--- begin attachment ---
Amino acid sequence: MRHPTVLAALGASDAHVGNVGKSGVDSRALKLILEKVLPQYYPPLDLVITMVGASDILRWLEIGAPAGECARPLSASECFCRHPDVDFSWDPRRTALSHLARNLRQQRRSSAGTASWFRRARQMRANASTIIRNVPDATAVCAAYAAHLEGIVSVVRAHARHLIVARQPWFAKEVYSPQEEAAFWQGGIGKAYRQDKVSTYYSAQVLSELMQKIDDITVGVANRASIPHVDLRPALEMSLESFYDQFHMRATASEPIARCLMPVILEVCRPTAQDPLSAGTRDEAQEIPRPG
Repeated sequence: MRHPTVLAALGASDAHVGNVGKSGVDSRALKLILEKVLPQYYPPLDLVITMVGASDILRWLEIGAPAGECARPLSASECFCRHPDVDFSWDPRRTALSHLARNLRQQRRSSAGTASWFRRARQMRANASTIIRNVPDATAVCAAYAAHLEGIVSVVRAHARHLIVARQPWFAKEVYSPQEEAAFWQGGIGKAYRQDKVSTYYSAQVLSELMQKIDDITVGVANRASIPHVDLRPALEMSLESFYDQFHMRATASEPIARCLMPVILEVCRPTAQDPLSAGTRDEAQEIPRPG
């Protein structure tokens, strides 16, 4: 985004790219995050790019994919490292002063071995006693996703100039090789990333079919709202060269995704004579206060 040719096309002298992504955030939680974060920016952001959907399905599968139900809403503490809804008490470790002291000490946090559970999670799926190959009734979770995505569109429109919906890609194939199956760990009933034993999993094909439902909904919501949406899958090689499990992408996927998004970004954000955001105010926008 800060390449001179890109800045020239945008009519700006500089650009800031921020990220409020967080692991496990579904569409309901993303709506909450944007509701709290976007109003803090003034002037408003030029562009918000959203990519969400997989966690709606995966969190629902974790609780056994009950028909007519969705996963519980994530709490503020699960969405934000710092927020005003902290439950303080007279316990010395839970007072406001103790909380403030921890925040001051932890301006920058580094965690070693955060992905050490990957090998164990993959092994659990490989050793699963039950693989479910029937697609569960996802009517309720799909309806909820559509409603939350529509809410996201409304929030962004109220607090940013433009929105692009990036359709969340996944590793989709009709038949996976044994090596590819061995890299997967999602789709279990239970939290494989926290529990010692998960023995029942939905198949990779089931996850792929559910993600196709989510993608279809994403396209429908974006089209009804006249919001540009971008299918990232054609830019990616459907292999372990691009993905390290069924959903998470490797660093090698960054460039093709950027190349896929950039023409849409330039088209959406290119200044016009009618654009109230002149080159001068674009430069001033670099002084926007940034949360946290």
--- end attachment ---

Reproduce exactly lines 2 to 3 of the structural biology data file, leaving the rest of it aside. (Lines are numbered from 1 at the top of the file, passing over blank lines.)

Repeated sequence: MRHPTVLAALGASDAHVGNVGKSGVDSRALKLILEKVLPQYYPPLDLVITMVGASDILRWLEIGAPAGECARPLSASECFCRHPDVDFSWDPRRTALSHLARNLRQQRRSSAGTASWFRRARQMRANASTIIRNVPDATAVCAAYAAHLEGIVSVVRAHARHLIVARQPWFAKEVYSPQEEAAFWQGGIGKAYRQDKVSTYYSAQVLSELMQKIDDITVGVANRASIPHVDLRPALEMSLESFYDQFHMRATASEPIARCLMPVILEVCRPTAQDPLSAGTRDEAQEIPRPG
């Protein structure tokens, strides 16, 4: 985004790219995050790019994919490292002063071995006693996703100039090789990333079919709202060269995704004579206060 040719096309002298992504955030939680974060920016952001959907399905599968139900809403503490809804008490470790002291000490946090559970999670799926190959009734979770995505569109429109919906890609194939199956760990009933034993999993094909439902909904919501949406899958090689499990992408996927998004970004954000955001105010926008 800060390449001179890109800045020239945008009519700006500089650009800031921020990220409020967080692991496990579904569409309901993303709506909450944007509701709290976007109003803090003034002037408003030029562009918000959203990519969400997989966690709606995966969190629902974790609780056994009950028909007519969705996963519980994530709490503020699960969405934000710092927020005003902290439950303080007279316990010395839970007072406001103790909380403030921890925040001051932890301006920058580094965690070693955060992905050490990957090998164990993959092994659990490989050793699963039950693989479910029937697609569960996802009517309720799909309806909820559509409603939350529509809410996201409304929030962004109220607090940013433009929105692009990036359709969340996944590793989709009709038949996976044994090596590819061995890299997967999602789709279990239970939290494989926290529990010692998960023995029942939905198949990779089931996850792929559910993600196709989510993608279809994403396209429908974006089209009804006249919001540009971008299918990232054609830019990616459907292999372990691009993905390290069924959903998470490797660093090698960054460039093709950027190349896929950039023409849409330039088209959406290119200044016009009618654009109230002149080159001068674009430069001033670099002084926007940034949360946290």